Once you have your Git and GitHub working and connected to RStudio, you can proceed to building your blog/website by following the blogdown book or Alison’s blog post. I followed Alison’s blog post and installed Hugo Academic theme because the designed suited me.

Here comes my second tip: do not to invest too much time and energy into choosing the right first theme.

I have a couple of reasons behind this. First, you do not know if you will like using RStudio to build and manage your blog/website. Indeed, other website builders might suit your needs better (but more on this later). So, try to get an idea of what it means to use blogdown and Hugo before you decide to customize your blog/website^[This applies even more so if you are thinking of migrating your current blog/website]. Second, most probably you (just like me) have little idea of what and/or why is happening. I was happy it worked^[After I managed to connect Git and GitHub to RStudio]. After the initial burst of joy, I started reading the wowchemy documentation to customize my theme. It is not that simple! Indeed, the theme of my choice - Hugo Academic - has a lot of extra widgets which I had to hide (and understand how to hide!), so next time I would go for a much simpler theme. I would say that in the beginning it is better to start small and add extra sections/pages as you understand the functioning of Hugo and blogdown better. However, if you do decide to choose a theme that has many widgets, have a look if it is accompanied with a detailed and easy-to-follow documentation that would help you to customize the theme.

So far I have provided two tips that I wish I had followed to make my first encounter with blogdown smoother. However, I acknowledge that the entire workflow can still be hard to grasp.

So here is my modified workflow:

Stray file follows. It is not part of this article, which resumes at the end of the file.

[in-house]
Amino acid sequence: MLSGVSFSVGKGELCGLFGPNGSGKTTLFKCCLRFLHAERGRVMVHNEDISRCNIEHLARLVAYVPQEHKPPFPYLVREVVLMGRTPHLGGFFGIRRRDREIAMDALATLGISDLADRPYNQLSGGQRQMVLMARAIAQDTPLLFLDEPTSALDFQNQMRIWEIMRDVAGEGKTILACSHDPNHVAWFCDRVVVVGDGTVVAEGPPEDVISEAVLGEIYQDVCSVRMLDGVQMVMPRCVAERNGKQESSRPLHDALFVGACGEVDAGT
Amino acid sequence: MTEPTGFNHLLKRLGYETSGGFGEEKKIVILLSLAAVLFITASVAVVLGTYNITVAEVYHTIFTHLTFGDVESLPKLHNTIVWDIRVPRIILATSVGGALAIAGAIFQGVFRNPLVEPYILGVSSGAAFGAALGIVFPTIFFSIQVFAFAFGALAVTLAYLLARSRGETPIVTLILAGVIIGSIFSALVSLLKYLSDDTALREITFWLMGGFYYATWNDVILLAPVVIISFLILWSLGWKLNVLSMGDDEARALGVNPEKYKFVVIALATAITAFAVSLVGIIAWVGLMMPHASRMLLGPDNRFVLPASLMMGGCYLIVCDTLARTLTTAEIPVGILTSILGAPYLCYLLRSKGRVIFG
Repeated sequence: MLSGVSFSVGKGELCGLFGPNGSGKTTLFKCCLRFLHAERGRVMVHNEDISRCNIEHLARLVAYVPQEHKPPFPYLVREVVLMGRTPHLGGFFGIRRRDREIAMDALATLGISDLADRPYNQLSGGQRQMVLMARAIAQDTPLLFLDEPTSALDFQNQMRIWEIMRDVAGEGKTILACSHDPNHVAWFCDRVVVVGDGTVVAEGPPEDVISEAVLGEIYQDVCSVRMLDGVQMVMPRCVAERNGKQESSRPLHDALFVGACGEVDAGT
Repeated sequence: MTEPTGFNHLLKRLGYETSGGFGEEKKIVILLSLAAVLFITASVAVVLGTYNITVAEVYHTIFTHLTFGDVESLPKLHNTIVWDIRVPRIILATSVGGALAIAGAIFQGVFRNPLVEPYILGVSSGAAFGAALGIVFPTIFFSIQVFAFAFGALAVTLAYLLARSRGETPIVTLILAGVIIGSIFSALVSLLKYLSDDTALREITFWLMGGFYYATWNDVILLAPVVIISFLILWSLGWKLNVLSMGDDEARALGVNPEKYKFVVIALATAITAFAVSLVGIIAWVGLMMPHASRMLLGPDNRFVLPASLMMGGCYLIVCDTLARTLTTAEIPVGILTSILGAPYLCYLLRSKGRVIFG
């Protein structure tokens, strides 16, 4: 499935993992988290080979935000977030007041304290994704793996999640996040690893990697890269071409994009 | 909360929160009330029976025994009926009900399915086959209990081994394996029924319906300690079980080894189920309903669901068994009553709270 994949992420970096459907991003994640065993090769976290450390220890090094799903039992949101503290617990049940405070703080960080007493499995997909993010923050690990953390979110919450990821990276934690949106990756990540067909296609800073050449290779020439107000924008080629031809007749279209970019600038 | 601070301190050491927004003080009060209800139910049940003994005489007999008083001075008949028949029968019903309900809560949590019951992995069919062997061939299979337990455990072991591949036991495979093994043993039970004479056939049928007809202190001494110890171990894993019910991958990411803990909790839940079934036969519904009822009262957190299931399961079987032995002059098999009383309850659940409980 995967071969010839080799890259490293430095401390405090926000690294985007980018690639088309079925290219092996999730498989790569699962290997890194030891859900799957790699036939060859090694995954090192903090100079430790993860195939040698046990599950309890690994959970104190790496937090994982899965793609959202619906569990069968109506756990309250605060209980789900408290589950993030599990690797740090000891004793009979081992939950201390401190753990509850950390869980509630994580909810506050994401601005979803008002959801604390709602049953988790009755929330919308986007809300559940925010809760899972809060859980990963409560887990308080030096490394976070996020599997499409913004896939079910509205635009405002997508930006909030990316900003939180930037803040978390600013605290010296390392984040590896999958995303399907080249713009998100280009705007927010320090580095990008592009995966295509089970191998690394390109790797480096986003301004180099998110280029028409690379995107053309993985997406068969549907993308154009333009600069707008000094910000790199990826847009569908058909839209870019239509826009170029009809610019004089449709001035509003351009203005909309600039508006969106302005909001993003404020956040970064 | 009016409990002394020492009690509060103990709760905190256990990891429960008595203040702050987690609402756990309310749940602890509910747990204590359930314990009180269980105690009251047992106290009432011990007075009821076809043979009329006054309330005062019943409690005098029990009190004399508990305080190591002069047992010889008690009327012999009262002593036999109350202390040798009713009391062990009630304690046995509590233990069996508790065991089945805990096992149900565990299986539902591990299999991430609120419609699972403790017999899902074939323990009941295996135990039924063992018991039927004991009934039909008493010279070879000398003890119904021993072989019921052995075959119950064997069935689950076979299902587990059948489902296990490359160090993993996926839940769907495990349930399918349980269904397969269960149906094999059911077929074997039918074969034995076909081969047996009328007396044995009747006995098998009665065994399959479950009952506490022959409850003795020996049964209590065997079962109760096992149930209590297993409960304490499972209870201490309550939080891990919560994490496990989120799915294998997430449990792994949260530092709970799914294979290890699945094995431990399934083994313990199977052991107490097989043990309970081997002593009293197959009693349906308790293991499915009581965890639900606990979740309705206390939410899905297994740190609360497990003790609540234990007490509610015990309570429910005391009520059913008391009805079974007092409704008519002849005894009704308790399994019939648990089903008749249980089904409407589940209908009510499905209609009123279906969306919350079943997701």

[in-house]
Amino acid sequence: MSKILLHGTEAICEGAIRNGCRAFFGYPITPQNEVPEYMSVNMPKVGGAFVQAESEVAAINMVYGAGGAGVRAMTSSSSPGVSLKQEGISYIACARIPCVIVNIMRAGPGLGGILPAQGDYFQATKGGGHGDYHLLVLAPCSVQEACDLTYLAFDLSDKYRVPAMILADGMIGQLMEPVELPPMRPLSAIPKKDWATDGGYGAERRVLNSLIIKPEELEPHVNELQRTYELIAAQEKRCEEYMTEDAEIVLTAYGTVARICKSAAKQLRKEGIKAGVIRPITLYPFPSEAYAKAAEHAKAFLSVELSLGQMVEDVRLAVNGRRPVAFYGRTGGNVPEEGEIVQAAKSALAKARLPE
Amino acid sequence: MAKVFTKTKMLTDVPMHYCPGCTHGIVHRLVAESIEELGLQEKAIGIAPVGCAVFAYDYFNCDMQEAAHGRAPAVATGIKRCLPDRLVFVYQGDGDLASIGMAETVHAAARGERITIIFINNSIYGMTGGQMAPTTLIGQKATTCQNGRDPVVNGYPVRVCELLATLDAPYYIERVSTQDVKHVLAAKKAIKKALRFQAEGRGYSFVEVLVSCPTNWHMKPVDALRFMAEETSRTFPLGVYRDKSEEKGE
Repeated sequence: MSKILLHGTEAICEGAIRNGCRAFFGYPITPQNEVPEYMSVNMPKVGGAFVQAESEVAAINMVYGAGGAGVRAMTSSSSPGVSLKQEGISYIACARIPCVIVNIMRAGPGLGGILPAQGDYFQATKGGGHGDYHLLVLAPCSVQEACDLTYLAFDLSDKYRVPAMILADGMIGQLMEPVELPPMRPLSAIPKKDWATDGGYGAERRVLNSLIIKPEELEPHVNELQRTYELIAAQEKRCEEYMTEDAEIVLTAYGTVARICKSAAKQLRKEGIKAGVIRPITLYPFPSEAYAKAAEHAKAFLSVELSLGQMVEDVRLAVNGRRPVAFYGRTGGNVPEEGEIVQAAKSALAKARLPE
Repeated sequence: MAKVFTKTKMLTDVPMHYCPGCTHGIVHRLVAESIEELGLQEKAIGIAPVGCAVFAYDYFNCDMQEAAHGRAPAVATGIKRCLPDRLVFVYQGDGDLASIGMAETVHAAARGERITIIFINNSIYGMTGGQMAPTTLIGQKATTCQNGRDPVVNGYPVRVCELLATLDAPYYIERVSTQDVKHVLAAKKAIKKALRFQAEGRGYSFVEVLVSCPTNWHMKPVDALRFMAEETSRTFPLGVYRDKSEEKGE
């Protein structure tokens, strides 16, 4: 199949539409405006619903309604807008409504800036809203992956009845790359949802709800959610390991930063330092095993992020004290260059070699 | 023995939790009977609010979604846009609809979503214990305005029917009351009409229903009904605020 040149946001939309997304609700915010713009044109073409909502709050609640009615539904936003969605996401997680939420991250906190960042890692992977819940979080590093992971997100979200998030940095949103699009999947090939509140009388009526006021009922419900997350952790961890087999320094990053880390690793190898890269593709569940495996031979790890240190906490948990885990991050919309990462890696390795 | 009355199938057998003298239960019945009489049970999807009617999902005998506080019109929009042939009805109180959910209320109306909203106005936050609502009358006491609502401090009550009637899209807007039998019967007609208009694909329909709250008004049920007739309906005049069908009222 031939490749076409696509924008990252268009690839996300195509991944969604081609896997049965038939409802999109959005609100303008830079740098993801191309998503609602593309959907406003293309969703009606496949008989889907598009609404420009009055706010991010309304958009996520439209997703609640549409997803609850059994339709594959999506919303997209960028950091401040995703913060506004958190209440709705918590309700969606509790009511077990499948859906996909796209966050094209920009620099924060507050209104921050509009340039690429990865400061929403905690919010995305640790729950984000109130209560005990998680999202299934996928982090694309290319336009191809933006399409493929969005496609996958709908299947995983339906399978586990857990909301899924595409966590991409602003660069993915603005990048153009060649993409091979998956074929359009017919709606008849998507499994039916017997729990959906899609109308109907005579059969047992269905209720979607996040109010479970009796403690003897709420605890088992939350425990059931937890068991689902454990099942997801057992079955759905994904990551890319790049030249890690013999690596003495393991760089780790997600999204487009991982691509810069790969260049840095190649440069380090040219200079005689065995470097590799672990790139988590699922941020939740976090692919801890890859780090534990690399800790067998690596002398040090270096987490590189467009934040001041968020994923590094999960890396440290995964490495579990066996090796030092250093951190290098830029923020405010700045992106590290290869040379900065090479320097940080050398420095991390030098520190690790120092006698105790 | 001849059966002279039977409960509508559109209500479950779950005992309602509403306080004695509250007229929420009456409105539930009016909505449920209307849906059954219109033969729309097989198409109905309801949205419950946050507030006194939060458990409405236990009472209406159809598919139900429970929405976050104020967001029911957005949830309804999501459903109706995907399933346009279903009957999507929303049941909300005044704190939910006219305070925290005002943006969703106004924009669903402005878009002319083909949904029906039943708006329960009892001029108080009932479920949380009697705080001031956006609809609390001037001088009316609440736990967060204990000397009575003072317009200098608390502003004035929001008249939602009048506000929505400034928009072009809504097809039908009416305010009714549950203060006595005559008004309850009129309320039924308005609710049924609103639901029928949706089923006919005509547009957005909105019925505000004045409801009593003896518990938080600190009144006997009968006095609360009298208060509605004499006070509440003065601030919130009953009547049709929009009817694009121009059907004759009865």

1. Create a GitHub account, connect Git and GitHub to your RStudio
  2. Create a new repository (project) in GitHub, copy its URL and paste it when you start a new project on RStudio
    • do not worry, all of this will be explained in Happy Git and GitHub for the useR
  3. Create a website
    • install blogdown package
      • for this, complete section 1.1
    • FUN TIME: pick a theme
      • completing section 1.2 should give you a sense of how it is done
      • alternatively you can follow Alison’s blog post
      • I also recommend choosing a simple one. A default hugo-lithium theme looks like one r emo::ji ("slightly_smiling_face")
      • there are enough guides/tutorials on setting up your blog/website with blogdown, so explore what others suggest too
  4. Deploy your website
    • I am using Netlify as it seems to be recommended but others also use GitHub Pages
    • Netlify seems pretty straightforward for me but you can still have a look at this step-by-step guide detailing the steps that need to be taken to deploy your site
    • final result should look something like in the image below (but it will depend on your theme)

![Representation of my website using Hugo Academic on Netlify](Hugo Academic.png)

  1. Edit your website
    • add/delete pages